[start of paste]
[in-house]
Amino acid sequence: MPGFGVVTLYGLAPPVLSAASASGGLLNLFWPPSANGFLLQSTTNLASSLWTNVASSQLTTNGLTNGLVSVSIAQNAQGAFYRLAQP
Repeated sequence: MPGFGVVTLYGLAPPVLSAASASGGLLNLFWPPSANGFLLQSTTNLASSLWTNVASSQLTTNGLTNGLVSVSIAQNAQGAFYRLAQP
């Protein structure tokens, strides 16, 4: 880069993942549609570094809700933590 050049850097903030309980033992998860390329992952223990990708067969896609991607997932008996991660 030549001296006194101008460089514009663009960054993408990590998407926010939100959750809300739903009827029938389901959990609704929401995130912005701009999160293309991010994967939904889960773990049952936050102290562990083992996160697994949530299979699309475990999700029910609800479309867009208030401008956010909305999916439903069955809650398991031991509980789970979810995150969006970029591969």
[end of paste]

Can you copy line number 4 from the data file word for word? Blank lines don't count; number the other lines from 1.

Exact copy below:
């Protein structure tokens, strides 16, 4: 880069993942549609570094809700933590 050049850097903030309980033992998860390329992952223990990708067969896609991607997932008996991660 030549001296006194101008460089514009663009960054993408990590998407926010939100959750809300739903009827029938389901959990609704929401995130912005701009999160293309991010994967939904889960773990049952936050102290562990083992996160697994949530299979699309475990999700029910609800479309867009208030401008956010909305999916439903069955809650398991031991509980789970979810995150969006970029591969």